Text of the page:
The 2011 and 2012 LSU Tigers may have both started 5-0.
Still, few would argue this year’s team has played up to the level of its predecessor.
Closer-than-expected victories against an inconsistent Auburn team and FCS opponent Towson exemplify the Tigers’ struggles. Those struggles have raised criticism of nearly everyone involved.
Throughout the week, reporters asked players what they needed to do to steer the ship in the right direction. The answers ranged from better pass protection and route running to leadership, just to name a few.
Junior cornerback Tharold Simon made perhaps the most direct comparison between this season and last.
“Last year, it was so much fun,” Simon said. “We came together in the locker room, clowning around on the field — still being serious, but also having fun.
“This year is totally different. We’re not clowning around in the locker room or talking outside of practice. We don’t get together like we did last year. ... That’s been a big problem for us. We just need people to step up. The whole team needs to step up and lead each other.”
He admitted the outside pressure has gotten to him and his teammates. He added the loss of Tyrann Mathieu, one of the team’s most vocal leaders last season, has affected morale.
“We try to live up to the hype, to be one of the best teams, and we haven’t proved that we are,” Simon said. “The first three games were good, but after that we took a step back. We haven’t been playing great football. We just have to stop listening to everything outside of this. We just have to go out there and play football.”
Zach Mettenberger has perhaps been the biggest target for criticism directed toward LSU’s offensive struggles. He was hailed as “Mettsiah,” but his play through five games has drawn some criticism from fans.
Early in the week, coach Les Miles said he’s enjoyed Mettenberger’s play, and that his struggles only come from him trying to do too much. Mettenberger agreed, saying his playmaking doesn’t come from scrambling out of the pocket.
Asked what the passing game needs to start working, most players narrowed it down to one idea — trust.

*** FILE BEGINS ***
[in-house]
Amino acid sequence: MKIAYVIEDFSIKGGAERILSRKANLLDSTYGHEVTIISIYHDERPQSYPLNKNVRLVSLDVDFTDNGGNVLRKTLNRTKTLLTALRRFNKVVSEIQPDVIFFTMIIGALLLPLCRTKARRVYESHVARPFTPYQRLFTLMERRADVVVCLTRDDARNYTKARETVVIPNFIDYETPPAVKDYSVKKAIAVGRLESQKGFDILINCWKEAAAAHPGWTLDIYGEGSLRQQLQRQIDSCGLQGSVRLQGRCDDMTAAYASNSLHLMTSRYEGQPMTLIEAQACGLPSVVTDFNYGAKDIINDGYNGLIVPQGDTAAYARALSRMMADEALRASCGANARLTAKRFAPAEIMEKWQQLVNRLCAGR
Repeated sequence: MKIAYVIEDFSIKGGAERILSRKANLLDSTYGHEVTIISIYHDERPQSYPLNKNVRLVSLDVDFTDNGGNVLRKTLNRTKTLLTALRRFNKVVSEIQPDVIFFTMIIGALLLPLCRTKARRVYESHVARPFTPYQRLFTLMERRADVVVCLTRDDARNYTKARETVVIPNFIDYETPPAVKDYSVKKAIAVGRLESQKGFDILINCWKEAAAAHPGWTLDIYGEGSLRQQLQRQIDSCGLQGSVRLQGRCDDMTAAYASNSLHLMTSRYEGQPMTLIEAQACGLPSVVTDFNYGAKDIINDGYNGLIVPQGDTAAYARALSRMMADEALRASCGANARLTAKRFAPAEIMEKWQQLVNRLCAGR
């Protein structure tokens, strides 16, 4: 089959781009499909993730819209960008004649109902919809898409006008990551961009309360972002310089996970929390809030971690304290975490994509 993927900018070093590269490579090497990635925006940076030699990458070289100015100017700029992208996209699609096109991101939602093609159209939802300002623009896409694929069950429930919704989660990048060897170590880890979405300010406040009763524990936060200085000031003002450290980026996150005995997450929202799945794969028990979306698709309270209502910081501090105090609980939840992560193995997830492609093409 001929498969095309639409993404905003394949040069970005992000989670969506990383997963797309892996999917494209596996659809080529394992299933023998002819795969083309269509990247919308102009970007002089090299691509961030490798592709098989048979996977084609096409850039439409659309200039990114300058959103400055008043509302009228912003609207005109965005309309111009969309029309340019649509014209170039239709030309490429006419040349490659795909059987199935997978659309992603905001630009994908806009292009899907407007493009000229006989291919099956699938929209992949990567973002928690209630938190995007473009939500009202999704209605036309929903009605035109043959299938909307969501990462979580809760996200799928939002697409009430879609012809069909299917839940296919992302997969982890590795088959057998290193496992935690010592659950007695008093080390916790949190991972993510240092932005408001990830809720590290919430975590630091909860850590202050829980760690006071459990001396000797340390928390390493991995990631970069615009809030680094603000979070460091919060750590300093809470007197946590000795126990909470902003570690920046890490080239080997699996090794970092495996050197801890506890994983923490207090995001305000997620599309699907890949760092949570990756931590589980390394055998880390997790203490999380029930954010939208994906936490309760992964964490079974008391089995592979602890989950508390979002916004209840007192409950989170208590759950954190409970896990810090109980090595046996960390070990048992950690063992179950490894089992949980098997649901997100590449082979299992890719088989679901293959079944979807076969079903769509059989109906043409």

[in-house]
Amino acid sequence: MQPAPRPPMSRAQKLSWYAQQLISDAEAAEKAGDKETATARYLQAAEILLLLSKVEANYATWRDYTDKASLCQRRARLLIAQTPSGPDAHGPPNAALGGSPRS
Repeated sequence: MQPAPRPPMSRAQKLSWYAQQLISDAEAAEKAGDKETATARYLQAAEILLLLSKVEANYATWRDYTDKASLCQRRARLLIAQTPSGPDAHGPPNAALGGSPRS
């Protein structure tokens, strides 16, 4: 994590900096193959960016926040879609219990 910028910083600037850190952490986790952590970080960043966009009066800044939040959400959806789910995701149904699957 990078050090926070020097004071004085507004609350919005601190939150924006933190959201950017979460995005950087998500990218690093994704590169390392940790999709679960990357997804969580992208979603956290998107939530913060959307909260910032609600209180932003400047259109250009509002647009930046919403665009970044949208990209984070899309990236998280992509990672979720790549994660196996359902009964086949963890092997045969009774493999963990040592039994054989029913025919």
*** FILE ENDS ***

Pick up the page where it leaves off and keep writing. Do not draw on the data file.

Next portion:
“That’s the key,” receiver Jarvis Landry said. “(Quarterbacks) coach (Steve Kragthorpe) gives Zach the license. But it comes with trust.”
That confidence extends to Mettenberger and the receivers, as well.
“I have to trust that they’re going to be in the right spot at the right time,” Mettenberger said. “As we progress through the season, they’re going to get better. We just have to have coach Miles trust us, and we have to show them in practice that we can get the job done.”
Throughout the week, the wide receivers did their part in proving they’re willing to put in the work to get the LSU offense moving.
The receivers stayed late after every practice, running routes and catching passes. Landry said it was something the receivers did in the spring and was a conscious decision by the group to bring back.
“We looked a lot better in the spring game, and that came from the work we put in when nobody’s watching, when the coaches go upstairs,” Landry said. “It was becoming time when our playmaking ability is going to be needed for this team in this stretch.”
The offensive line hasn’t avoided any of the criticism, either.
LSU has allowed 23 quarterback hurries and 11 sacks this season. Some have credited the loss of starting left tackle Chris Faulk as a reason for the line’s struggles, and fellow tackle Alex Hurst admitted the linemen can hold blocks longer to give Mettenberger more time.
But he was adamant that not every sack is the fault of the linemen.
“A corner coming off the edge is not our guy,” Hurst said. “The running back is supposed to check that guy. That’s something Zach and the running backs need to be on the same page with.”
And he added that’s an area where the offense needs improvement.
“We only have five guys, and if they bring six, that’s up to Zach to see that,” Hurst said. “It’s been so-so. It’s been one area we need to work on.”
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